Want some inspiration for differentiating your brand(s)? Look no further than your Galaxy or iphone — or for you traditionalists, your CD, vinyl, or even 8-track (yikes!) collection.

Consider the various performers represented there. What’s the appeal? Are more than one of their songs a favorite? How does one particular artist or band compare to another? How about this: even though you may love heavy metal, you (probably) don’t own every song ever produced by every heavy metal band. Why?

Obviously, there are major differences among artists — even within the same musical genre. And (no mystery here) we’re drawn to one or another artist/band/ensemble/etc. because of a variety of things: the music and lyric writing, the “sound,” the performance, peer recommendation, some kind of personal association or history, etc. Whatever the reason for you, it’s a matter of personal taste: you like what you like and no one is going to tell you otherwise.

In their own distinctive way, there are likely no better brand-building role models for us business types than successful music performers. Because success in the highly cluttered (read: uber-competitive) music business requires a “brand identity” (yes, I said it) that’s unique to that specific artist: a unique sound, a signature look, a distinctive performance experience — whatever.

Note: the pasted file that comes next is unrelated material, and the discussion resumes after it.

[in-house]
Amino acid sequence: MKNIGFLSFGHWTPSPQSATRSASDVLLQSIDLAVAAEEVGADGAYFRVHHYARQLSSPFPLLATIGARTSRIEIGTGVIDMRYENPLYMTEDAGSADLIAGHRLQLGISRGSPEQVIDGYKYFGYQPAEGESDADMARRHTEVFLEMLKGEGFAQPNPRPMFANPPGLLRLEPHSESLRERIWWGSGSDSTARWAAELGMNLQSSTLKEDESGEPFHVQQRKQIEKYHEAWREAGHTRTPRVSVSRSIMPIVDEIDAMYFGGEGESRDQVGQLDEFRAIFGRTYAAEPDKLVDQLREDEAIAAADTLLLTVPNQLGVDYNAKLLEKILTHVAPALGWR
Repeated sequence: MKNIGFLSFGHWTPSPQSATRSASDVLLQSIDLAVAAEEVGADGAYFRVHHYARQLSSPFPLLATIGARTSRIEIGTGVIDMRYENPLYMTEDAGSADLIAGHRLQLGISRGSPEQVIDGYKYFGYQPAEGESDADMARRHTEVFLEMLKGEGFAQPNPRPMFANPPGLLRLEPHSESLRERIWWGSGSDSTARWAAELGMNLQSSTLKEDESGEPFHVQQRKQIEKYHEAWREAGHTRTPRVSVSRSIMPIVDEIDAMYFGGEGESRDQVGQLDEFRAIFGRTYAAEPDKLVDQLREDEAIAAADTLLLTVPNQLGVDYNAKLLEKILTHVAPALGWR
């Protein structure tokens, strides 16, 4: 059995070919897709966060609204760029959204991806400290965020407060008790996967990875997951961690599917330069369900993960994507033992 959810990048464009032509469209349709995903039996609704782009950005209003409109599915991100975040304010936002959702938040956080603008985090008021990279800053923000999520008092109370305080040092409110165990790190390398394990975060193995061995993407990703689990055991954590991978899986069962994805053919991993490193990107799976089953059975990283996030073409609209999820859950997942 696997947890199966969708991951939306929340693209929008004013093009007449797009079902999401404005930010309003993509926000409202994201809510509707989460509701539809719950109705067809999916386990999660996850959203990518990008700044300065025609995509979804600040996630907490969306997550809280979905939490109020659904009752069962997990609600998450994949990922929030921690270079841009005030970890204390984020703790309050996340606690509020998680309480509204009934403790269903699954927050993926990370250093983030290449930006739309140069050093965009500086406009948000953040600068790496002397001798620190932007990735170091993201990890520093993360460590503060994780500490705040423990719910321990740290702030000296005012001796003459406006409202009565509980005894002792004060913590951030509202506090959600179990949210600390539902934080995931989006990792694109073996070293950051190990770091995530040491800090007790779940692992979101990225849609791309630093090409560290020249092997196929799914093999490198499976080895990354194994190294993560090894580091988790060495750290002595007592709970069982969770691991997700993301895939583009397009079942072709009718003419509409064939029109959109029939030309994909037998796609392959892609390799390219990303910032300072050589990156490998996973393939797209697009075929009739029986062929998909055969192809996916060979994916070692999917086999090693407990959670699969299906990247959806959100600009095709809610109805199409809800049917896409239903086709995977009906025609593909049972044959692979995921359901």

And success in the music industry doesn’t equate to appealing to the most listeners (think of Widespread Panic or the Grateful Dead). Instead, it means building a loyal following, often a very niche following, who repeatedly buy, engage across multiple platforms, and enthusiastically proselytize.

Music professionals have long recognized and embraced this critical brand identity concept: we can’t possibly appeal to all potential buyers, so focus on those who we appeal to the most. Own those who we best align with — those who are drawn to our distinctive sound … OWN them, and forget about the rest.

So, what’s your brand’s distinctive sound? Who’s your narrowly focused market? How is your brand performance unique? It’s no simple task to consider, so sit back, enjoy some music, and unleash your inner Rick Springfield and rock on.